*This post is sponsored by Lobster PEI but opinions are of my own
Ever wonder how you can make Korean food right at home? Well, it’s actually quite easy and today, I want to show you how to make two of my favorites: a delicious Soft Tofu Soup (soondubu jjigae) and Seafood Pancake (Haemul Pajeon) with one whole pre-cooked lobster from Lobster PEI. Perfect to enjoy year-round, if you want to learn how to make these comforting dishes make sure you follow the recipes below.
Why Lobster PEI?
Prince Edward Island produces really amazing lobsters because of its unique “terroir” much like how grapes in vineyards reflect where they grow and affect the type of wine produced. Surrounded by pristine cold ocean water from the Northumberland Strait and warmed by the gulf stream that opens to the Atlantic ocean, the high mineral content that creates the deep red soils and sands PEI is known for makes it an ideal location to produce flavourful and delicious lobsters. The PEI lobster fishery is also MSC certified sustainable, which means that their practices are sustainable and are enforced by the government to make sure conservation measures are utilized to the highest degree possible protecting the lobster industry in PEI.
What I also love about Lobster PEI is that they can be delivered to your doorstep and they offer a variety of options that the lobster can come in like whole cooked, cooked meat, lobster tails, live, frozen, etc. I think this is really important because sometimes you might not want to cook the lobster or sometimes you might just want the tail and not have to de-shell a lobster. I am so thrilled that they offer such varieties to their customers. It really makes them stand out from the rest of the world.
So, you might be wondering why I wanted to use a pre-cooked whole lobster this time. Well, we made a chimiponzu lobster tail dish previously, which was spectacular and perfect for summer bbq season. But today, I wanted to try something different (as I always do) and add lobster with two of my favourite dishes that I always make, and I don’t see too many recipes using lobster either. I also wanted to showcase how to use every bit of the lobster as many people just discard the shells after, which is such a waste when precious broth can be made.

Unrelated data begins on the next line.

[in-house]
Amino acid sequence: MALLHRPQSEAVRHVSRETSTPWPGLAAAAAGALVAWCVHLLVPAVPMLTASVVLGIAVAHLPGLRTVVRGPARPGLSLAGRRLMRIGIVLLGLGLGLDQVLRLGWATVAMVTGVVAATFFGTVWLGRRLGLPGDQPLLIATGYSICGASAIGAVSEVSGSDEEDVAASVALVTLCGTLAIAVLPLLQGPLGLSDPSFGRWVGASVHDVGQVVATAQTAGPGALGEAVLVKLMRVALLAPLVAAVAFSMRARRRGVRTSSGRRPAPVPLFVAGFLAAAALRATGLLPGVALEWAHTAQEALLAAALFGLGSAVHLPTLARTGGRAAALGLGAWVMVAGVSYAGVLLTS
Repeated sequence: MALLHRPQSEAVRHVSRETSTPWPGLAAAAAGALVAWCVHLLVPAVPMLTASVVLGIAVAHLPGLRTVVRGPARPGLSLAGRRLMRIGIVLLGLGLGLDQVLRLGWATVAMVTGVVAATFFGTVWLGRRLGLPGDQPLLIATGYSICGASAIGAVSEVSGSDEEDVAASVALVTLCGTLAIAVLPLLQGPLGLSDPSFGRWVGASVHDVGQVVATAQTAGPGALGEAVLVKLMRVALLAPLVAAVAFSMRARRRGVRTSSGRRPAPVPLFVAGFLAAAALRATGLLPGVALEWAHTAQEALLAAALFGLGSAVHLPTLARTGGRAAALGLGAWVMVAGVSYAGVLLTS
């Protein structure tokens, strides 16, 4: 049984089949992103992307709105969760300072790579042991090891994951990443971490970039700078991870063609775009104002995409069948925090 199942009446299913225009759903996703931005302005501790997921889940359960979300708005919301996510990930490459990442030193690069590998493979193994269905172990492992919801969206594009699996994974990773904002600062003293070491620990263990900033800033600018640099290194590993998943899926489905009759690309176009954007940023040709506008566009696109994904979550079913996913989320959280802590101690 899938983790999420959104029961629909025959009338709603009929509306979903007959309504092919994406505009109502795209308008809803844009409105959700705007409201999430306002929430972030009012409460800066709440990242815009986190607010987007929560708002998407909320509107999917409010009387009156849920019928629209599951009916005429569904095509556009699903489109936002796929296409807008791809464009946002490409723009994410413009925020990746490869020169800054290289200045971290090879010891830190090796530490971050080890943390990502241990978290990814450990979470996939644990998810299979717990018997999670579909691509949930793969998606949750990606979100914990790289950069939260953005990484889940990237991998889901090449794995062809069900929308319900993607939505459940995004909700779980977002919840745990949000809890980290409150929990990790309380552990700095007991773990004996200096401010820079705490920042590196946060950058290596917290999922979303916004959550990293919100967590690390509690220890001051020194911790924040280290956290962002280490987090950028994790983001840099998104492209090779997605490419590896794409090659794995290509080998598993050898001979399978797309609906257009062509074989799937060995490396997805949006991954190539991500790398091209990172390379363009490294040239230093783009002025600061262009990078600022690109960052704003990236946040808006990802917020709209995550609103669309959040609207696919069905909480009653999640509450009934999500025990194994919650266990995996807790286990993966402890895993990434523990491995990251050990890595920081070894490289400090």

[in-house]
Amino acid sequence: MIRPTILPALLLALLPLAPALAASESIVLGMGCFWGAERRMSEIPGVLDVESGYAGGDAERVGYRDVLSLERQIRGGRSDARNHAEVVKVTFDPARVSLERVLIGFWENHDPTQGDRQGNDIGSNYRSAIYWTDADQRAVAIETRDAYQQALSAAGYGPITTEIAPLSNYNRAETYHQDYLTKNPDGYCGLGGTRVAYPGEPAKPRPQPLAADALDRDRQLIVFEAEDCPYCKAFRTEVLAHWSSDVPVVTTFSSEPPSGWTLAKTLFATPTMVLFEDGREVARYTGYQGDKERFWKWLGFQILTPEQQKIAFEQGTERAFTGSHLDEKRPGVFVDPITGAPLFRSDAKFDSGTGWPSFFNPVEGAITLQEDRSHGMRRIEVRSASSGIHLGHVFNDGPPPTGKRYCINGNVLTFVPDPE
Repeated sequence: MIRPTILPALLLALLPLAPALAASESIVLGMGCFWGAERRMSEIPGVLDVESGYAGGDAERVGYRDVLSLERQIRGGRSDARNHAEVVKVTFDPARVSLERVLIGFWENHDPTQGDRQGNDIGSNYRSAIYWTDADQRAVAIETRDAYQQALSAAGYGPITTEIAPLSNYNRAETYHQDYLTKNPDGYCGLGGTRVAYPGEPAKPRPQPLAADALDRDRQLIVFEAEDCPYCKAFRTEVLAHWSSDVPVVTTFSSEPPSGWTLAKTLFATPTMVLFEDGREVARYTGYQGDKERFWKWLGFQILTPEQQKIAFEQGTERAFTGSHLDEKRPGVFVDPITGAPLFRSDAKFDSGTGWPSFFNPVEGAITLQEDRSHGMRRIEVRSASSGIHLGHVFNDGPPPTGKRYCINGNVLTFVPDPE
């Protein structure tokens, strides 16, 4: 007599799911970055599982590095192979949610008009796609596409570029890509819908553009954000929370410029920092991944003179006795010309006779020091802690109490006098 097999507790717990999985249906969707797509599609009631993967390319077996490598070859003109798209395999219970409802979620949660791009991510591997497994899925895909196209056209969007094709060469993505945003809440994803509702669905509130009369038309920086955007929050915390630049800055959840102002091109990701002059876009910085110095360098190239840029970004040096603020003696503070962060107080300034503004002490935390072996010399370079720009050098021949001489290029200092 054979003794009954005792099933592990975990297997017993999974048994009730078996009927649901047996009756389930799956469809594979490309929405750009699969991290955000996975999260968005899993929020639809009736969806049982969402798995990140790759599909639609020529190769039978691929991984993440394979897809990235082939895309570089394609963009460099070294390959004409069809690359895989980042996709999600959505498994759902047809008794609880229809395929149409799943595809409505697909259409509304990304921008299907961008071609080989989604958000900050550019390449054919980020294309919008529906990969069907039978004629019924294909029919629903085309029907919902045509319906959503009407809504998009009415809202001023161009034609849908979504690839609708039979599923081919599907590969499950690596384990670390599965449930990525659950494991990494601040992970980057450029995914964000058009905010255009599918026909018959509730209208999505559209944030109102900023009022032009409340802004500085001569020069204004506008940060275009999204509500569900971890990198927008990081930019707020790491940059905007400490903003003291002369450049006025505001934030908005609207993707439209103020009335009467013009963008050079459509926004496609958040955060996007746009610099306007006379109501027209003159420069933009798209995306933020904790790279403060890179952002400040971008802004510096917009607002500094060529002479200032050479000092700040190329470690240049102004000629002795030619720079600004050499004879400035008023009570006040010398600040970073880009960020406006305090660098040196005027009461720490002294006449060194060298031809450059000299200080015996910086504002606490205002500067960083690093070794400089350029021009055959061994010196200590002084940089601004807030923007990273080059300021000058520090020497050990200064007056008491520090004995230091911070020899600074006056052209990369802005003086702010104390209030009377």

My Background with Korean Food and Cooking
Full disclosure, I am not Korean nor am I trained in Korean cooking but I am married to a Korean (my husband is full Korean) and I live with my in-laws so through the years I got to know the inside scoop on the culture very well and of course the magnificent food. I actually prefer cooking at home more than at restaurants because it just tastes better and has less MSG and oil and so satisfying to know you can make it. The key to Korean cooking, in my opinion, is to learn how to use the ingredients properly which is so important, and to use authentic ingredients which are not hard to find these days. So I am ready to give you the inside scoop – let’s get started.
Lobster in Korean is Gajae so today, as mentioned, we are making two dishes from one lobster and it’s going to be amazing. I like to start by first deshelling and getting all the meat from the two-pound pre-cooked lobster from Lobster PEI; I will save all the shells, including the head and tail, and use that to make lobster broth (much like you would for lobster bisque) for the Tofu Stew.
Gajae Haemul Pajeon (Lobster Seafood Pancake)
I’m going to start by making the lobster seafood pancake first because it’s easier and it can be re-panfried later when guests come after the tofu stew is made because you want it to be super hot to enjoy.
Serving: Yields 4-5 medium-size pancakes
Cooking time in total: 20 mins approx.
½ cup of cooked lobster meat
½ small onion
3-4 stalks of green onions
Half bell pepper
Half of the green Korean pepper or 1 small one
2 tablespoons of cooking oil (neutral)
½ cup of mixed seafood (clams, scallop, squid etc) either fresh or frozen but just make sure it’s all dried before pouring it into the batter.
1 cup of cold water
1/2 cup of Korean pancake mix
1/2 cup of Korean frying mix
pinch of salt & pepper
2 tablespoon Korean soya sauce
1 tsp of apple cider vinegar
¼ Korean chili flakes
Green onion scallion (124
Sprinkle of sesame seeds
Prepare the ingredients and cut everything ¾ length. Then, chop up the lobster into small chunks (not mince) so you can taste the lobster meat in the pancake. An important step is to make sure all the ingredients are as dry as possible so you don’t add too much additional water.